Kathryn Jean Lopez has a great idea that won't happen: Tony Blair for UN Secretary-General.


Phyllis Schlafly writes of the latest development in the Math Wars. (Note some unsettling statistics about college graduation at the end, too.) Here are non-contiguous excerpts:

One department-approved "exemplary" course, "MathLand," directed children to meet in small groups and invent their own ways to add, subtract, multiply and divide. It's too bad the kids weren't told that wiser adults have already discovered how to do all those basic computations rapidly and accurately.

The diversion of math into the teaching of political correctness was illustrated by the "anti-racist multicultural math" curriculum adopted by Newton, Mass. It's no wonder that test scores dropped after this "math" curriculum's top priority became "Respect for Human Differences."

Here's a travesty that will shock but not surprise you: freshmen at elite American universities know more American history than graduating seniors. Debra J. Saunders reports on a recent study.

The Culture

Suzanne Fields discusses children, television, and art, including the tendency of third graders with television sets in their rooms to score lower on standardized tests.

With tongue firmly in cheek, Tom Purcell identifies the radical Muslim problem as testosterone and the solution and "wussification."

Kevin McCullough attempts to explain why liberals love adulterers -- which is neither news nor rocket science, I admit. But it's worth reading occasionally.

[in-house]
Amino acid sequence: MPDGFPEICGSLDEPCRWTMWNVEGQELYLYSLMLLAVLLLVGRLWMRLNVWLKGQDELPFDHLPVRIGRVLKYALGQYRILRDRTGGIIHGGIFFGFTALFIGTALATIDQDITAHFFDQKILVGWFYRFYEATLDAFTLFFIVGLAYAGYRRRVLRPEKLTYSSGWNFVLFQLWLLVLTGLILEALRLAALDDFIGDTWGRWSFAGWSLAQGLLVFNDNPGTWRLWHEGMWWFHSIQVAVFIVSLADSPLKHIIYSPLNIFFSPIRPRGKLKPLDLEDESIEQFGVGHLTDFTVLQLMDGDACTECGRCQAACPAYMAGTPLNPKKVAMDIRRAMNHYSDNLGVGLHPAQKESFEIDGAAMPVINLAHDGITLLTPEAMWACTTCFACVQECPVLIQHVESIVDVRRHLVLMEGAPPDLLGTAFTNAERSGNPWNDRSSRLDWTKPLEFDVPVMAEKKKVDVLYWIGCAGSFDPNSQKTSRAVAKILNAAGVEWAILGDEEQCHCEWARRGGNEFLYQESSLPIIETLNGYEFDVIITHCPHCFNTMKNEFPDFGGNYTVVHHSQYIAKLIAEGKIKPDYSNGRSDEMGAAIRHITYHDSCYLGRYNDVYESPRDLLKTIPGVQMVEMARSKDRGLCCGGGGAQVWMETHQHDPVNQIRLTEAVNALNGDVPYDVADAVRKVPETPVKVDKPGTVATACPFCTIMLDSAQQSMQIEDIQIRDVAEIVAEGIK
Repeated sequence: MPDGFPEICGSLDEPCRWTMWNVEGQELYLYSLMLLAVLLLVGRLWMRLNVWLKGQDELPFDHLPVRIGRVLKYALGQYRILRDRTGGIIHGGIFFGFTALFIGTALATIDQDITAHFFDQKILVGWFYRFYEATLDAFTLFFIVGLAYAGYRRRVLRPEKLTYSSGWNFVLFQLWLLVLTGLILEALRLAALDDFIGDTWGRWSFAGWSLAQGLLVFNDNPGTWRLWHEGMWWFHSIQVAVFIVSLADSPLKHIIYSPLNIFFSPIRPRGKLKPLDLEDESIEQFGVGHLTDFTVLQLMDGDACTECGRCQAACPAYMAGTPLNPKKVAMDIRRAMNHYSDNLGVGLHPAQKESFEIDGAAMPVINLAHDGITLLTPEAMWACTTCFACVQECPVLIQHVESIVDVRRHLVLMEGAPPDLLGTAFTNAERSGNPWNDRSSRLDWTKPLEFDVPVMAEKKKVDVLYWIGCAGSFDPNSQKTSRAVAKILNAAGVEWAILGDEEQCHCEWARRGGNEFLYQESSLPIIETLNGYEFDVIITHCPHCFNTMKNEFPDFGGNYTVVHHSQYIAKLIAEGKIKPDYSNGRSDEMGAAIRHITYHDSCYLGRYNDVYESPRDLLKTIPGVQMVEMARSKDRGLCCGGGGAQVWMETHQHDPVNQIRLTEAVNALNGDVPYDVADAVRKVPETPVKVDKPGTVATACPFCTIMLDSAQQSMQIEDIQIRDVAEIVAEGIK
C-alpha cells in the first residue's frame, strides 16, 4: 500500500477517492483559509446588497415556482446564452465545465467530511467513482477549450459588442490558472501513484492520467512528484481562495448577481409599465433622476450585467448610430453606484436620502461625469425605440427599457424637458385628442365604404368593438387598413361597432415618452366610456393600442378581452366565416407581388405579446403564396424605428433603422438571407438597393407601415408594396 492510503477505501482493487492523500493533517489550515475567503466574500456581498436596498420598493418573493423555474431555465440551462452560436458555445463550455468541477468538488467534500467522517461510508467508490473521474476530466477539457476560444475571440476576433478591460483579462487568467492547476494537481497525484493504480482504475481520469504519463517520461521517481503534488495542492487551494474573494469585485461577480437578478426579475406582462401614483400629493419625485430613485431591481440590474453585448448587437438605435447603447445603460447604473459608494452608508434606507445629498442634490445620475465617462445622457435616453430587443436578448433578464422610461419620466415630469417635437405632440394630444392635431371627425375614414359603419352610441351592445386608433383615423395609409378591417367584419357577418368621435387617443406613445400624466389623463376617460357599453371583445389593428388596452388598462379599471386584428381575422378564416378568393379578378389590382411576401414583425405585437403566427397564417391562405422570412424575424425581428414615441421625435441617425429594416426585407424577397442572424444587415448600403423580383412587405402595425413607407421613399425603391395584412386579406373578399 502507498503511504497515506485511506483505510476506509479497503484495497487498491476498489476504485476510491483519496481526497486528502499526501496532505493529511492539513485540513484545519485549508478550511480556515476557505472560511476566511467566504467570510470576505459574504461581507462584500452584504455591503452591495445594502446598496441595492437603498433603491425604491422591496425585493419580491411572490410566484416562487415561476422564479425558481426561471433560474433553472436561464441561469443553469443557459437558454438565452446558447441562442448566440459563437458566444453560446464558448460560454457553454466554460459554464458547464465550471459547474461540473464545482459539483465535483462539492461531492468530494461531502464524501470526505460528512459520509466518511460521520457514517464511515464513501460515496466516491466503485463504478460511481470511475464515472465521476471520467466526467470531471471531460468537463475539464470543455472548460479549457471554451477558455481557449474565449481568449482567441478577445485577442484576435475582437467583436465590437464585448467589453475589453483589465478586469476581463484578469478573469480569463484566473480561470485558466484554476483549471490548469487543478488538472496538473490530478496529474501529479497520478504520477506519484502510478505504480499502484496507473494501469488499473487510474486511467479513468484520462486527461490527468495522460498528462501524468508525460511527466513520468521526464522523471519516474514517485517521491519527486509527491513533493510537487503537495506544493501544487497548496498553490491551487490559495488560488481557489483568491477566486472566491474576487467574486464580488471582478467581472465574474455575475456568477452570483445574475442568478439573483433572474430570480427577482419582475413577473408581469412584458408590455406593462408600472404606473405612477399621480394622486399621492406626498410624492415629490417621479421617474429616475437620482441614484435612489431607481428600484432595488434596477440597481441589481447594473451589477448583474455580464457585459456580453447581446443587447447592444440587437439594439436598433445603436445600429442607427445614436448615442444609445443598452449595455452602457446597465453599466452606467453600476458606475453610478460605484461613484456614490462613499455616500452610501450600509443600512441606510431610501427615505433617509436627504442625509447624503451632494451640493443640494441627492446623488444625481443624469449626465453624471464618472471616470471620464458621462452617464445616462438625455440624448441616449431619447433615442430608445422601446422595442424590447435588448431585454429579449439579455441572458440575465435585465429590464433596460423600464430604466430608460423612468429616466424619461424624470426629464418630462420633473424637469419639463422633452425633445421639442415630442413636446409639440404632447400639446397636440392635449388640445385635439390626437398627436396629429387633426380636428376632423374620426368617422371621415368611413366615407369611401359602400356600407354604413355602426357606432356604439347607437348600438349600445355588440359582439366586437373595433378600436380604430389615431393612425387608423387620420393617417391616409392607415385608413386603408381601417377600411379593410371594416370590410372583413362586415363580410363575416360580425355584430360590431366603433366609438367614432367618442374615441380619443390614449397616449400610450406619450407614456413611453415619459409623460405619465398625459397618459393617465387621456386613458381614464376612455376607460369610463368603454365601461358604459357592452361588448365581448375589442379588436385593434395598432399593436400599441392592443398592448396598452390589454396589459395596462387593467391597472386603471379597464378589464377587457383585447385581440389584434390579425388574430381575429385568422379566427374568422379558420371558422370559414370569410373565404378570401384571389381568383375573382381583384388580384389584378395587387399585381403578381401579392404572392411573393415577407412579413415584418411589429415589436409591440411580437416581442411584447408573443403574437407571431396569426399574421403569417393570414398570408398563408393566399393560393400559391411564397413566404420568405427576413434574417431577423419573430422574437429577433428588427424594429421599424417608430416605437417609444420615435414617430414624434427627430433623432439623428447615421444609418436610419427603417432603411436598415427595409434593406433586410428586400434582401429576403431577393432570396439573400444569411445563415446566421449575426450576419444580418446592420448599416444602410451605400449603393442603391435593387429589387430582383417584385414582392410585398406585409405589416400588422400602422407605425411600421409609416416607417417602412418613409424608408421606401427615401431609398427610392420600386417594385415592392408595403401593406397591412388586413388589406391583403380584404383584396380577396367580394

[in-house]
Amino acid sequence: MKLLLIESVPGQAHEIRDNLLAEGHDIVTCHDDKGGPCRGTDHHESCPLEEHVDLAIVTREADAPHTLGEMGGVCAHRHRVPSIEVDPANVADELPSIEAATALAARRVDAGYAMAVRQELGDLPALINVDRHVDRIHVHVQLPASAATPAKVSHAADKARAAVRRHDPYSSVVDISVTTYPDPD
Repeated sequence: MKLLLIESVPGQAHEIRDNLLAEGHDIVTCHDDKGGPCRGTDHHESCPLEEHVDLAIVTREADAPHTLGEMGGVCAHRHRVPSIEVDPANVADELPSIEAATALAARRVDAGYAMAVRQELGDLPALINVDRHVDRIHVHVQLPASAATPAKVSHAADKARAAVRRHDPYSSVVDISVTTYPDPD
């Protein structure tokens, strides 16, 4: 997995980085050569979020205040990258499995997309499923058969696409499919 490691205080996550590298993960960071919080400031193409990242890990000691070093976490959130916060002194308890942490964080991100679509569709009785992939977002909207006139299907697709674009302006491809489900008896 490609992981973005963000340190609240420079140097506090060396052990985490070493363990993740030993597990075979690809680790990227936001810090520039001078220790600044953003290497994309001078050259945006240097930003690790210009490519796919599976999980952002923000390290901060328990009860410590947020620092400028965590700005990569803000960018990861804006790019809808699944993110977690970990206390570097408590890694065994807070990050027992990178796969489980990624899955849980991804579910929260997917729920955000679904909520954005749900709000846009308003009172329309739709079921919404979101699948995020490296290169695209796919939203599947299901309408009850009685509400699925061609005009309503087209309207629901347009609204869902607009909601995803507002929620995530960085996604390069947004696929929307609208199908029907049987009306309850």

You wouldn't think a one-page demographic history of the United States would be the least bit interesting -- that is, unless you knew that the writer is Michael Barone.


Having previously discussed discrimination and prejudice separately, now Walter Williams compares, contrasts, and intelligently applies them.

Mike Adams suggests fall readings. None of them are Chinese novels (see "Favorites" above), but I find some of them tempting, anyway.

I'm not sure Mary Katherine Ham's litany of gun-toting females warms my heart, but when society's laws fail to protect society, some things do start to resemble the wild, wild West.

This is the kind of women's empowerment that gets me going. A new women's studies program just doesn't do it for me the way a gleaming .380 does.

David Grimes expatiates on those voices in his head -- which apparently are not all bad.

American Fork and Environs

This Amy Choate-Nielsen article detailed a complex set of agreements on the boundary between American Fork and Pleasant Grove. (American Fork has a general plan; Pleasant Grove doesn't. American Fork leaders don't consider it proper for Pleasant Grove to build large high-density developments with no parks, etc., on American Fork's border.)

Caleb Warnock reports on some folks who want to "disconnect" from Pleasant Grove -- again on the border with American Fork.